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Experts: Web attacks not over yet

While Web sites pick up the pieces after the latest mayhem, security experts worry that these cyber disruptions are becoming impossible to prevent

Even as two more major Web sites suffered outages, security experts issued a chilling warning: The attacks could continue into Thursday.

E*Trade and ZDNet joined Yahoo!, eBay.com, Buy.com, The Microsoft Network, CNN and Amazon.com in the dubious ranks of victims of what is known as a "distributed Denial of Service" attack.

The techniques used against those eight major Internet sites use a large number of compromised servers to flood a target with data. It takes only limited technical expertise, has software tools to help attackers and can be very hard to stop.

Worse -- experts foresee little relief in sight. Steve Bellovin, network security research fellow for AT&T Labs, expects more attacks to hit other sites Wednesday night and throughout Thursday. "I think it is going to continue for at least a few more days until they can track down who is doing it," he said.

That, despite a well-publicised pledge by the FBI to hunt down those responsible for the attacks.

"We are committed in every way possible to tracking those who are responsible," said Attorney General Janet Reno at a news conference late Wednesday morning.

"The longer the attacks continue, the easier it will be to track the person or people down," said Bellovin.

As the incidents mounted, security experts declared that the outages were almost certainly the result of a coordinated effort.

"I don't see how they couldn't be," said Stuart McClure, the president and chief technology officer at Ramparts Security Group LLC in Irvine, California. "The symptoms are all the same, the effects are all the same -- every time I talk to people [at the afflicted sites] they all say the same things."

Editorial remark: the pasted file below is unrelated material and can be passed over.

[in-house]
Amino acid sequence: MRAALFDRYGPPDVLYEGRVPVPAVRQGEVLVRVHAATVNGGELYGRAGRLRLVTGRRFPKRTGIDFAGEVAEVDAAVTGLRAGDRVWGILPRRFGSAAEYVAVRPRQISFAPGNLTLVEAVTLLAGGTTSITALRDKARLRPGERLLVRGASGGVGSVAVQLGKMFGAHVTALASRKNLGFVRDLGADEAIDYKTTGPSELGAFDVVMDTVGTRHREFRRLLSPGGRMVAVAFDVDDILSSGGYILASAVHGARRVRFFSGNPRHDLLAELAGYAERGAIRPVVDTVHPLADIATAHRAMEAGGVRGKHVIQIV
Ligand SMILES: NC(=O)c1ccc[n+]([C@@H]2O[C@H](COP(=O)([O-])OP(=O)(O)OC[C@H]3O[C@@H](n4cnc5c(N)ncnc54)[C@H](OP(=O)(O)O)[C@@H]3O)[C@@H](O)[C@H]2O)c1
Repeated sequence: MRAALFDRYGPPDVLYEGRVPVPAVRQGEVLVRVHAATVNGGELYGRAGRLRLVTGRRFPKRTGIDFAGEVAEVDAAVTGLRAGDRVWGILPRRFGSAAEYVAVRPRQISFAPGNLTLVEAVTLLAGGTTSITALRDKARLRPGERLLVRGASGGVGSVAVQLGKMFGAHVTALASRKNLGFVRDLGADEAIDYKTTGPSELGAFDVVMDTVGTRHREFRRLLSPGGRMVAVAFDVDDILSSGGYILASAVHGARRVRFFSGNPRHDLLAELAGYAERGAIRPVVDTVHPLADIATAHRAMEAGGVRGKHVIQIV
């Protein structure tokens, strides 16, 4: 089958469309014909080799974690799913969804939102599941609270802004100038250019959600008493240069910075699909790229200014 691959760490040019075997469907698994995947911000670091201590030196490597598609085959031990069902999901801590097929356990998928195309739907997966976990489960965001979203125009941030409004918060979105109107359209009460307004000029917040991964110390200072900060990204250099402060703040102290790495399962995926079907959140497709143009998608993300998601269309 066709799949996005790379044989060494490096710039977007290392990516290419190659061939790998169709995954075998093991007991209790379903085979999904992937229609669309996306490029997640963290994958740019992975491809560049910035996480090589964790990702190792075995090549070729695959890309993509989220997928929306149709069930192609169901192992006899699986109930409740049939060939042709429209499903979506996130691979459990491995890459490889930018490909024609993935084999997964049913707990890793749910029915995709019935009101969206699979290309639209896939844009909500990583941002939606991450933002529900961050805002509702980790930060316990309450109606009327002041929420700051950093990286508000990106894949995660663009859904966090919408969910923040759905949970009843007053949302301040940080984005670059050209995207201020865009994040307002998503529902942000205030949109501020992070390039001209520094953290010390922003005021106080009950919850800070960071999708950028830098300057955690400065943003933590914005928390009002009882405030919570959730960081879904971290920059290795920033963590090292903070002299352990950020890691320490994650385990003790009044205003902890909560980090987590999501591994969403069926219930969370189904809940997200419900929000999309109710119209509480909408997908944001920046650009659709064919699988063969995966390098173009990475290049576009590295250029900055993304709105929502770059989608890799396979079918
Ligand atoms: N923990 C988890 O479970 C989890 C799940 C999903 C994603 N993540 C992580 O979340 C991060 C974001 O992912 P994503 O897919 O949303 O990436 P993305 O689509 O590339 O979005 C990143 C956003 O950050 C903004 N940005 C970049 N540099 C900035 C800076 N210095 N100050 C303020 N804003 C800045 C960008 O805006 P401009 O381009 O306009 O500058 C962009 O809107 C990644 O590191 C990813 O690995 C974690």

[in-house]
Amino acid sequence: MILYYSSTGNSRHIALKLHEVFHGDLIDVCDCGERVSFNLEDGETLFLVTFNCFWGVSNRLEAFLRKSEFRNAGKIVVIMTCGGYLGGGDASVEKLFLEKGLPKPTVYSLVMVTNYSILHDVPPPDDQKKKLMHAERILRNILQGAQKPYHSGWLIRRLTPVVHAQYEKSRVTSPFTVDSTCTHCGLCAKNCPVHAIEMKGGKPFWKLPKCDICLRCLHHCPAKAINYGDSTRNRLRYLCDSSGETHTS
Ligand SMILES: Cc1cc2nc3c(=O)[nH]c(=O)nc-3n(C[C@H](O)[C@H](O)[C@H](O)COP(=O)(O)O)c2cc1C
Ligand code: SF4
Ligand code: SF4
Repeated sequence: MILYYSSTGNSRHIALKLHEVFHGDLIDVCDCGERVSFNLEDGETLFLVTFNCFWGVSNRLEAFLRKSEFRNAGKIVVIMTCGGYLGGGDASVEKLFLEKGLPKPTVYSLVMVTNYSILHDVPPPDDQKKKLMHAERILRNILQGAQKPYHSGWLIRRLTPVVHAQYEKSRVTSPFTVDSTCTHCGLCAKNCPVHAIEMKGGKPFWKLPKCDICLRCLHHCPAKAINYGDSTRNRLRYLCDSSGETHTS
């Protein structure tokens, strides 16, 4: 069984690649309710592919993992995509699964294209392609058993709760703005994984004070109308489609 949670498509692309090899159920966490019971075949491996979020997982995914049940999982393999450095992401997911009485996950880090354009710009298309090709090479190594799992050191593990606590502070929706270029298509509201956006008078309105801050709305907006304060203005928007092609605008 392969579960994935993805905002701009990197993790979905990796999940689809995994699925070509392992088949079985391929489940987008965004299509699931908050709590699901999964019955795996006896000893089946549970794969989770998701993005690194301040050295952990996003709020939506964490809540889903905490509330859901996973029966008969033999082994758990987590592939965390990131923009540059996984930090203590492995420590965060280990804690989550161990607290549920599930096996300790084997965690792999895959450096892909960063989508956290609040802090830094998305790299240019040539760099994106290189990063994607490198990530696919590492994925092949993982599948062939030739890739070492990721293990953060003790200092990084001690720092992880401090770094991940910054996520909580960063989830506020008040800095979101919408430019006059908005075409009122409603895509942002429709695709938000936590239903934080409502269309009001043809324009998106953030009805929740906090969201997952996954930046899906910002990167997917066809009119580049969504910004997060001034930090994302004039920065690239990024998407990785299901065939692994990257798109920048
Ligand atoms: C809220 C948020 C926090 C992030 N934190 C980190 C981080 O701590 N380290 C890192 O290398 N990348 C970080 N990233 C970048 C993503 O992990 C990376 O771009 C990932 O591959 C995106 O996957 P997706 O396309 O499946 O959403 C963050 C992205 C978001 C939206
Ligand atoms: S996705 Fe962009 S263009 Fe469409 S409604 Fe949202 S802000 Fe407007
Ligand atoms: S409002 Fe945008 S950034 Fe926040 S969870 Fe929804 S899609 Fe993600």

Not everyone agreed, however. One security specialist argued that a single teenager could have pulled off the attacks because tools to find and exploit security holes in the Internet infrastructure are readily available online.

Tools, such as the Tribe Flood Network and a variant known as Stacheldraht, allow an attacker to set up remote "agents" on cracked computer systems that can conduct the same sort of attack as those that hit Yahoo!, eBay and others.

"Basically you are giving a kid an electronic AK-47," said James Atkinson, president and chief engineer for counter-surveillance firm Granite Island Group, based in Gloucester, Massachusetts, who added that Internet service providers need to start protecting themselves better.

"ISPs are going to go out of business if they do not (put in better defences)," he said. "A lot of Web firms have been big, fat targets for quite a while. This is a wake up call." Atkinson has being consulting with several victims of the denial of service attacks.

However, even the most responsible ISPs cannot fully protect themselves from flooding attacks and remain connected the Internet.

In fact, security experts are concerned that Denial of Service techniques are evolving to the point where the attacks will be impossible to prevent.

"Denial of service is becoming more sophisticated," said Weld Pond, a hacker working for security firm @Stake. "The problem is not going away."

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